of non-Hispanic white households that are homeowners
of Black households that are homeowners
It’s a Catch-22, of course. Those with the benefits of intergenerational wealth have the easiest path to becoming homeowners, which leads to more wealth. Perry wants to break that cycle—or at least give Black people a chance at joining it.
For decades, policymakers blamed the homeownership gap on other disparities—from education to employment. But improvements in these areas over the course of the 20th century barely moved the needle. Now, says Perry, it’s time for the country to face up to the much deeper roots of the gap: years of discrimination and exclusionary policies in the mortgage, housing finance, insurance and real estate industries that are still reverberating today.
“The solutions to the homeownership gap that have been tried so far haven’t worked because they haven’t addressed the underlying problems; they’ve skirted around them,” says Perry. “I hate to talk about reparations because people think it’s such a dirty word and shut down when they hear it, but at this point we need approaches that are directly enabling first-generation Black homeowners.”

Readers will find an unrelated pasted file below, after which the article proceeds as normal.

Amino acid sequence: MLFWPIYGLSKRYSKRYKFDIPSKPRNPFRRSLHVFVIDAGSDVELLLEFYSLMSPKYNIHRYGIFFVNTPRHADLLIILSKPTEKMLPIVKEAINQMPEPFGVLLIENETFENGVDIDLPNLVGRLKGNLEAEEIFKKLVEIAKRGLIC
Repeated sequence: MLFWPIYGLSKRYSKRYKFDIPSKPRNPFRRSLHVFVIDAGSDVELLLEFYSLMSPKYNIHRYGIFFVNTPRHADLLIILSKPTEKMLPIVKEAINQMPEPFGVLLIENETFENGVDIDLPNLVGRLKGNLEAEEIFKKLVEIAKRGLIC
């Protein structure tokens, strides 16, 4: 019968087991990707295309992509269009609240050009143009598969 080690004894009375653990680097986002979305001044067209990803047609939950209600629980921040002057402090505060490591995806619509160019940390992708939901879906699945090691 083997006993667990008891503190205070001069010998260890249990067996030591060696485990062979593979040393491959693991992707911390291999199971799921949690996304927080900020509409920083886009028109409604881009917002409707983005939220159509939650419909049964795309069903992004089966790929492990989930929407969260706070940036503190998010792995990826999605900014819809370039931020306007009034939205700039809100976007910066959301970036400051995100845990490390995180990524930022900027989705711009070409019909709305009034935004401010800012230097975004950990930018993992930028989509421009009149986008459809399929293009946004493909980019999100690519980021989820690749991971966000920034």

Perry, who previously worked for the mortgage giant Freddie Mac, the U.S. Department of Housing and Urban Development (HUD) and the U.S. Consumer Financial Protection Bureau, now studies the homeownership gap. She and other researchers at GW use economic modeling, consumer research and public policy collaborations to probe the underlying causes of the gap, devise potential solutions to narrow it, and ask why—or whether—homeownership matters in the first place.